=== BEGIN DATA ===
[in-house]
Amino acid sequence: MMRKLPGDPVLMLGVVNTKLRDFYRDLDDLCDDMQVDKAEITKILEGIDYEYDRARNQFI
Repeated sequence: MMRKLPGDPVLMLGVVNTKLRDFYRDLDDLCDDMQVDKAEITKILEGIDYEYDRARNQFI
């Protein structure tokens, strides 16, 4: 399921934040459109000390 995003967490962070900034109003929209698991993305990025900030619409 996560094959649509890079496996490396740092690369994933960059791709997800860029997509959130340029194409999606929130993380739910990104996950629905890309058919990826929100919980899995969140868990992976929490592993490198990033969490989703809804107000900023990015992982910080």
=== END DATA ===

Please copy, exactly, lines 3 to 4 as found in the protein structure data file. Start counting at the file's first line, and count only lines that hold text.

Repeated sequence: MMRKLPGDPVLMLGVVNTKLRDFYRDLDDLCDDMQVDKAEITKILEGIDYEYDRARNQFI
């Protein structure tokens, strides 16, 4: 399921934040459109000390 995003967490962070900034109003929209698991993305990025900030619409 996560094959649509890079496996490396740092690369994933960059791709997800860029997509959130340029194409999606929130993380739910990104996950629905890309058919990826929100919980899995969140868990992976929490592993490198990033969490989703809804107000900023990015992982910080």